We’ve been talking for a few years about Google’s mysterious operating system meant to replace Android, Chrome, and whatever Android-derived operating systems Google has running on its smart devices. We’ve seen the first demos leak, we read reports about is development, and we saw Google start deploying the software development kit that will allow developers to code universal apps that will run on Android, iOS, computer operating system, and — of course — Fuchsia.

Fuchsia is what we’ve been told we should call this mysterious operating system that will not only run on everything made by Google, but it’ll also fix some of the worst things about Android, including fragmentation, update speed, and privacy. But Google is finally talking about Fuchsia, the Android slayer that was promised — and they call it Fuchsia too.

We’re still years away from seeing Google launching the first Fuchsia devices, but it’s still refreshing to see Google mention it. That’s because it means Fuchsia is a real thing, and the project is getting more weight at Google. Some of the previous reports about the operating system cautioned that Fuchsia development caused some concerns inside the company, prompting some to wonder whether Fuchsia will ever see the light of day.

Google’s Hiroshi Lockheimer, who leads the company’s Android and Chrome efforts, opened up about Fuchsia at I/O 2019 this week.

“We’re looking at what a new take on an operating system could be like. And so I know out there people are getting pretty excited saying, ‘Oh this is the new Android,’ or, ‘This is the new Chrome OS,’” he said, per The Verge Fuchsia is really not about that. Fuchsia is about just pushing the state of the art in terms of operating systems and things that we learn from Fuchsia we can incorporate into other products.”

The exec said the point of the experimental OS is to use on all sorts of devices and form factors, which makes plenty of sense considering that Google is also very interested in the smart home aspect of your life. “You know Android works really well on phones, and you know in the context of Chrome OS as a runtime for apps there. But Fuchsia may be optimized for certain other form factors as well. So we’re experimenting,” he said. “Think about dedicated devices… right now, everybody assumes Fuchsia is for phones. But what if it could be used for other things?”

But it would make even more sense for Fuchsia to be the unified operating system that would power all mobile devices, regardless of form factors.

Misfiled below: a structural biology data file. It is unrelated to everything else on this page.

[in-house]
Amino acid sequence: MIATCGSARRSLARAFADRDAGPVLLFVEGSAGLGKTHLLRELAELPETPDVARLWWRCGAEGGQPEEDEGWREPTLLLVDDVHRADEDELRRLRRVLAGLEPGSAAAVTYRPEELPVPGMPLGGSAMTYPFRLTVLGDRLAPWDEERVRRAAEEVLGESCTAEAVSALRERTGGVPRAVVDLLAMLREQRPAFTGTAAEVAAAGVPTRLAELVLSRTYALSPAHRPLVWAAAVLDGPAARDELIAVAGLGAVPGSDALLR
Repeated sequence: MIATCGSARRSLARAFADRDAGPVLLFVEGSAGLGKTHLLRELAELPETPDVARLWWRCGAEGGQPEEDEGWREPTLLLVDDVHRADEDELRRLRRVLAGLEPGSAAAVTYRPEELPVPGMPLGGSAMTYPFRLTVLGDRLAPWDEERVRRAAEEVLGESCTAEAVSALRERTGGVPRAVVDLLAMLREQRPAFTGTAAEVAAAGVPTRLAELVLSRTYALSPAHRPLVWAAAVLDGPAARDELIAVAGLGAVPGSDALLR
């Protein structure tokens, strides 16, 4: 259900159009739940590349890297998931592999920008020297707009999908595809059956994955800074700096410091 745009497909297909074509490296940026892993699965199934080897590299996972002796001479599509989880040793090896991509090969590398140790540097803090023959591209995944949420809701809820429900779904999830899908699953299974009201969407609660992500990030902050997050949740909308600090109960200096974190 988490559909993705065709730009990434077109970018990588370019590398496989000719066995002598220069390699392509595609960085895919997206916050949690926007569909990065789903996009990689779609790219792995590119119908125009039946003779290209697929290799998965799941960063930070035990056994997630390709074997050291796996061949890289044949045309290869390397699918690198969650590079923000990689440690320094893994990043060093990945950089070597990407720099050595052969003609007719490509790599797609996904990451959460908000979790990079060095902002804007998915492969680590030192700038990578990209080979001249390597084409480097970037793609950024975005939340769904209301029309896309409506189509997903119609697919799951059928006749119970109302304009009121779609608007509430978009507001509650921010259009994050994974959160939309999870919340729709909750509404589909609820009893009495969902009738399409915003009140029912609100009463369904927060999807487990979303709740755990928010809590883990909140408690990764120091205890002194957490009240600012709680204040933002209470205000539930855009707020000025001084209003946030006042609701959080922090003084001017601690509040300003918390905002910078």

Fuchsia also made a notable appearance in a Medium post about Flutter penned by Google’s Kevin Moore. Flutter is that app development kit we mentioned before, and Google announced a new update for it for browsers:

Since its first beta last year, customers have been using Flutter to create mobile apps that run on iOS and Android. However, Flutter was always architected as a portable UI toolkit and, among other places, runs on Windows, Mac, Fuchsia, and even Raspberry Pi. Since Flutter is built using Dart, which includes production-quality compilers for both native machine code and JavaScript, we had a solid foundation. The remaining challenge was to replace the Skia-based graphics engine and text renderer with web-platform equivalents.

But wait, it gets even better. During the regular I/O Fireside Chat, developers asked Google execs directly about Fuchsia, 9to5Google reports. Here’s what Dave Burke, Google’s vice president of engineering for Android had to say when a developer asked if there’s anything Google can share about Fuchsia:

There’s some good collaboration happening between the teams. To give you two examples is one is we have this ANGLE driver on Q and the idea is that we have a module—it’s a mainline module—and it implements OpenGL ES 2.0, just finishing that off, and soon 3.0 and it runs on top of Vulkan, and we actually developed that with Fuchsia because Fuchsia uses Vulkan at the base level for graphics, like Android is migrating to. So we worked closely there.

Also on Jetpack Compose, which is our new UI toolkit, we worked very closely with the Flutter team. One of the things that we care about is having–I care about, in particular, is having transferable skills. So if you know Flutter the toolkit on Android should look familiar too so you can move between them, and that’s something we’ve done a collaboration on.

Our viewpoint with Fuchsia is more about the things we’re doing with them, but I cannot really speak to exactly their projects as I’ll get them all wrong.

The main takeaway here seems to be that Google has dedicated Fuchsia and Flutter teams that work alongside the Android team on some features.

That said, it’ll probably be years until Google launches the first Fuchsia devices. But at least Google is finally acknowledging and sharing more details about the operating system.